Take the 2-minute tour ×
Stack Overflow is a question and answer site for professional and enthusiast programmers. It's 100% free, no registration required.

I am not sure why sed is not working as expected in this particular instance. I have lines of the form:

12:42:46.675 token

where I expect the timestamp to alwas have that format. Unfortunately every now and then there are lines in the file which do not begin with a timestamp and I want to get rid of those. I tried filtering out everything that does not match the above with:

sed -n /^\d{2}:\d{2}:\d{2}.\d{3}/p

but the above filters everything out, even if I give sed the -r option. What is the correct way of doing that with sed? And is there an alternative with grep?

share|improve this question

2 Answers 2

up vote 1 down vote accepted

Using grep to only display lines starting with timestamp format:

grep -E '^([0-9]{2}:){2}[0-9]{2}\.[0-9]{3} ' file
share|improve this answer
3  
+1 for the right approach. @PalaceChen - any time you find yourself describing your requirements in a negative way like "filter out everything that does NOT match" just take some time to think about how to express that in a positive way instead and it'll help you select the right tool and the right solution. In this case - you don't want to remove lines that do NOT match an RE, you want to select lines that DO match an RE so grep is the obvious tool of choice. –  Ed Morton Mar 9 '13 at 15:48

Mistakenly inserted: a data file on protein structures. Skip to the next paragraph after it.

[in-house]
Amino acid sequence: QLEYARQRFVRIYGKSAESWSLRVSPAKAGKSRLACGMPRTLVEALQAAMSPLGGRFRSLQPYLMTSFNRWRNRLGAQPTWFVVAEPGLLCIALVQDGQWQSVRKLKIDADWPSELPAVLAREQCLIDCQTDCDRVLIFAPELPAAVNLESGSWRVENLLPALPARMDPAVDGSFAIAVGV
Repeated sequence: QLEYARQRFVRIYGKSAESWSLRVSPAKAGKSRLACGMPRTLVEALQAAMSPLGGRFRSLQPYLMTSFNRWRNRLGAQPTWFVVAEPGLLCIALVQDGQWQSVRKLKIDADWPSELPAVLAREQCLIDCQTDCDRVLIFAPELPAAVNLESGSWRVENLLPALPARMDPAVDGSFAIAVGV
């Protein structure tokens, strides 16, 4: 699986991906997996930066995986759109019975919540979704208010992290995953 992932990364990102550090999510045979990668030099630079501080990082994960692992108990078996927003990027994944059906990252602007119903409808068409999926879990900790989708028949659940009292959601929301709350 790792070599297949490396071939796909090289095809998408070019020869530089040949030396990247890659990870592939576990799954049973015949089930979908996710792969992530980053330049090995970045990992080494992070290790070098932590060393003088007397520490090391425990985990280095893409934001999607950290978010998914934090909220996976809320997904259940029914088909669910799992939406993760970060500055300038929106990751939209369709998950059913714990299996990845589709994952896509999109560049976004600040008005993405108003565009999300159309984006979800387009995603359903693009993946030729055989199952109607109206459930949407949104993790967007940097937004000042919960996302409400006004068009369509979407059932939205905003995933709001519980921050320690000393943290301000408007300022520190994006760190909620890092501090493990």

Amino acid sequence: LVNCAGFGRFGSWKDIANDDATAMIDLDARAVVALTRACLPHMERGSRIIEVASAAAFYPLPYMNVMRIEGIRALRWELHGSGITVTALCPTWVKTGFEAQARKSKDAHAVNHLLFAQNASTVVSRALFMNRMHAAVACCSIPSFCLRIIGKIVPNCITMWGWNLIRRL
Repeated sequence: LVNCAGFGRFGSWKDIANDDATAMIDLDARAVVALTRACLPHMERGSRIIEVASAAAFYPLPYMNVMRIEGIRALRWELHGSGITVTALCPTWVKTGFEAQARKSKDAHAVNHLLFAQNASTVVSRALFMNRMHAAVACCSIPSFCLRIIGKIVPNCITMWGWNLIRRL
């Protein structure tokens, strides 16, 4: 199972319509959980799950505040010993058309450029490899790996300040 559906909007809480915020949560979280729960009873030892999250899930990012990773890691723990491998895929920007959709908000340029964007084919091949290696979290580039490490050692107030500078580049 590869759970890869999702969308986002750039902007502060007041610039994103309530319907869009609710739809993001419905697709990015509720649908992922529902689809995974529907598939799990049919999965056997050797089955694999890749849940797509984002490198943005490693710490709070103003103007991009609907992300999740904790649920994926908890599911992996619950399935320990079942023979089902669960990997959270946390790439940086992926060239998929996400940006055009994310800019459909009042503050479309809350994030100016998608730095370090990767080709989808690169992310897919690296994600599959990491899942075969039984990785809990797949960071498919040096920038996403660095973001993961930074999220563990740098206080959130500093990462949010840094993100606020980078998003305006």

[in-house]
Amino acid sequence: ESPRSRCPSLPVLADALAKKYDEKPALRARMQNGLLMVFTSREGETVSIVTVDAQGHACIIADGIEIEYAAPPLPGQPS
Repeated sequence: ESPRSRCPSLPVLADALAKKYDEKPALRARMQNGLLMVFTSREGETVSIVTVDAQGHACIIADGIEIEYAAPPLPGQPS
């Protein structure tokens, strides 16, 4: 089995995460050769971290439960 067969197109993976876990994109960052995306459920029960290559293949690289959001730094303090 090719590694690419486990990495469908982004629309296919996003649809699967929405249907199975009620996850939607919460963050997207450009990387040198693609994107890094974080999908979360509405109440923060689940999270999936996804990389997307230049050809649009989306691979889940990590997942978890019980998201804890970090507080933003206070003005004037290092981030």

Sed doesn't accept \d, use [0-9] instead. And both { and } are not metacharacters, they are literal for sed so you will need to escape them for the special behaviour, it would result like:

sed -n '/^[0-9]\{2\}:[0-9]\{2\}:[0-9]\{2\}.[0-9]\{3\}/p' infile

EDIT: Also surround the expression between quotes (better singles than double) to avoid shell expansion.

share|improve this answer

Your Answer

 
discard

By posting your answer, you agree to the privacy policy and terms of service.

Not the answer you're looking for? Browse other questions tagged or ask your own question.